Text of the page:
Report: It will take 140 years for Africa to achieve gender parity at the current rate of progress


Africa could add USD 316 billion to GDP by 2025 or 10 percent of current GDP if the countries work to progress and advance gender equality, according to a research on advancing women’s equality in Africa conducted by the McKinsey Global Institute in association with McKinsey & Company in Africa entitled the power of parity.
According to the research Africa’s progress towards gender equality is not moving fast enough and that this is potentially costing the continent in lost growth, but advancing women’s equality in Africa could deliver a significant growth.
The research finds that if every country were to match the progress toward gender, however, this is a distant possibility as progress towards gender parity appears to have stalled or even gone backwards on the continent.
As stated on the research, based on data obtained from 39 countries across Africa including Ethiopia on the way governments are leading in helping to advance gender equality, it will take 140 years for Africa to achieve parity at the current rate of progress.
The report stressed that a concerted and coordinated effort from all stakeholders is needed. “The public sector could do on the following five key areas for action to empower women and reinvigorate progress towards parity. Invest in human capital, create economic opportunities, leverage technology, shape attitudes, and enforce laws, policies, and regulations.”
“We believe that there is a real opportunity for governments in Africa to take the lead here. Creating pathways for African women in the workplace and in society to assume a more equal and fulfilling role is a major priority,” further reads the report.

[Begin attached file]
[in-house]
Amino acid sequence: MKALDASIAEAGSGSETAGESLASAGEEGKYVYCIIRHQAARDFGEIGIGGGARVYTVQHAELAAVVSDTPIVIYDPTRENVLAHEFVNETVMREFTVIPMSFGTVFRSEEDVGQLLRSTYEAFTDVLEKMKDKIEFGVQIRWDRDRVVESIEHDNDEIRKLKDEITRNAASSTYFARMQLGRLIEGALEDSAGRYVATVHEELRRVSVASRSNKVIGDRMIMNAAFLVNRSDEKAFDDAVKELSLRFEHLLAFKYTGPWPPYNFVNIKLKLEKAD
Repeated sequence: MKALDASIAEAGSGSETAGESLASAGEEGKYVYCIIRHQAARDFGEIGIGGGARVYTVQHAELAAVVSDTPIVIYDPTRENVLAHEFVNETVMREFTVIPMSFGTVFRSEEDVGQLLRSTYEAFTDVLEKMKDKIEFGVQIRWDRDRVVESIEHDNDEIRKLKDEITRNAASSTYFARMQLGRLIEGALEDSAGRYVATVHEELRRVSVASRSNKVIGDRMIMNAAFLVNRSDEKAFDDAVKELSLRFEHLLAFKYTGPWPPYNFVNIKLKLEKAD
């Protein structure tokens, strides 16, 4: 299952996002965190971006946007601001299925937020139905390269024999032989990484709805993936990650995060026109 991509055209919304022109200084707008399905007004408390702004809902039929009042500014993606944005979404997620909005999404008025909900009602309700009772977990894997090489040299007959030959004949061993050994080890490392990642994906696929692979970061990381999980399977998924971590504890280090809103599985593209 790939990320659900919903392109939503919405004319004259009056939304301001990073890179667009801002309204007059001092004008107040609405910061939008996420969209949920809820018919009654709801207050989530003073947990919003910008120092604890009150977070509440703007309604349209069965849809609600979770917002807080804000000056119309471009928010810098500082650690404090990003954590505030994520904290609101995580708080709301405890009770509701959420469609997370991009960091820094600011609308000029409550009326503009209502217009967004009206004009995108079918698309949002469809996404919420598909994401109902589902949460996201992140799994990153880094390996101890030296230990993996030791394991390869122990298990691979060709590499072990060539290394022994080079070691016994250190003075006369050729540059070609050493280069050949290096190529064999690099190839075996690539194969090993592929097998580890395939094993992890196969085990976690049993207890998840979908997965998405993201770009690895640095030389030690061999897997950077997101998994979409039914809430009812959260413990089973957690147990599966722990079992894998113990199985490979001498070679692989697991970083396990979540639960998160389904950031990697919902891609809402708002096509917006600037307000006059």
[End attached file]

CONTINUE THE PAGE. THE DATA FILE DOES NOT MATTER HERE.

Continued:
Currently, women account for more than 50 percent of Africa’s combined population, but in 2018 they generated only 33 percent of the continent’s collective GDP.
The research shows that countries that have put deliberate strategies in place to advance gender equality have done well, for example, Ethiopia, Rwanda, and South Africa have clear targets for gender balance in their cabinets.
“In Africa, women are more active as economic agents in Africa than anywhere else in the world. They perform the majority of agricultural activities, own a third of all firms and in some countries, make up some 70 percent of employees according to African Development Bank report. They are central to the household economy and the welfare of their families, and they play a vital,” the report states.
However over and above their income-earning activities, yet across Africa women face an array of barriers to achieving their full potential, from restrictive cultural practices to discriminatory laws and highly segmented labor markets.
In related development, the annual Ring the bell event in Ethiopia was held at Addis Ababa Hilton hotel on March 13, 2020. Due to the corona virus spread the participants from abroad were not able to come to the event.